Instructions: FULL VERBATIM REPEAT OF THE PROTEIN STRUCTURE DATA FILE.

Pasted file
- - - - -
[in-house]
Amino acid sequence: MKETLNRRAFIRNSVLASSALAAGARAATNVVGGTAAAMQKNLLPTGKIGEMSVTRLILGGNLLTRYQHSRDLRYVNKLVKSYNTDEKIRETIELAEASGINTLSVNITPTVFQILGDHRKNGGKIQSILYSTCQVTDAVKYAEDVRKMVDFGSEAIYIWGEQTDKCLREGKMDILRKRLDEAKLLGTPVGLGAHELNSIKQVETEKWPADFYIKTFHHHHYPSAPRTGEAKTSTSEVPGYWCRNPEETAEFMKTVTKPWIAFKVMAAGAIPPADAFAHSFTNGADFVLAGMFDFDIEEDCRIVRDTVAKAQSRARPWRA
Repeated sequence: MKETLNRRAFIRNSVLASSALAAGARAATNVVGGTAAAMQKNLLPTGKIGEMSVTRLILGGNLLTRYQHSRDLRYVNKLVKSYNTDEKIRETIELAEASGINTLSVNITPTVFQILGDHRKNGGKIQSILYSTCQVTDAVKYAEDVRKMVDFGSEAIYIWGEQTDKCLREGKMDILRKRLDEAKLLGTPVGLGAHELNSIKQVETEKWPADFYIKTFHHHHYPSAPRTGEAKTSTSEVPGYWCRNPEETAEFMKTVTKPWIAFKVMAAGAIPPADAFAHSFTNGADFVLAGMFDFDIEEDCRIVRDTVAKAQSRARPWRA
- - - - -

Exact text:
[in-house]
Amino acid sequence: MKETLNRRAFIRNSVLASSALAAGARAATNVVGGTAAAMQKNLLPTGKIGEMSVTRLILGGNLLTRYQHSRDLRYVNKLVKSYNTDEKIRETIELAEASGINTLSVNITPTVFQILGDHRKNGGKIQSILYSTCQVTDAVKYAEDVRKMVDFGSEAIYIWGEQTDKCLREGKMDILRKRLDEAKLLGTPVGLGAHELNSIKQVETEKWPADFYIKTFHHHHYPSAPRTGEAKTSTSEVPGYWCRNPEETAEFMKTVTKPWIAFKVMAAGAIPPADAFAHSFTNGADFVLAGMFDFDIEEDCRIVRDTVAKAQSRARPWRA
Repeated sequence: MKETLNRRAFIRNSVLASSALAAGARAATNVVGGTAAAMQKNLLPTGKIGEMSVTRLILGGNLLTRYQHSRDLRYVNKLVKSYNTDEKIRETIELAEASGINTLSVNITPTVFQILGDHRKNGGKIQSILYSTCQVTDAVKYAEDVRKMVDFGSEAIYIWGEQTDKCLREGKMDILRKRLDEAKLLGTPVGLGAHELNSIKQVETEKWPADFYIKTFHHHHYPSAPRTGEAKTSTSEVPGYWCRNPEETAEFMKTVTKPWIAFKVMAAGAIPPADAFAHSFTNGADFVLAGMFDFDIEEDCRIVRDTVAKAQSRARPWRA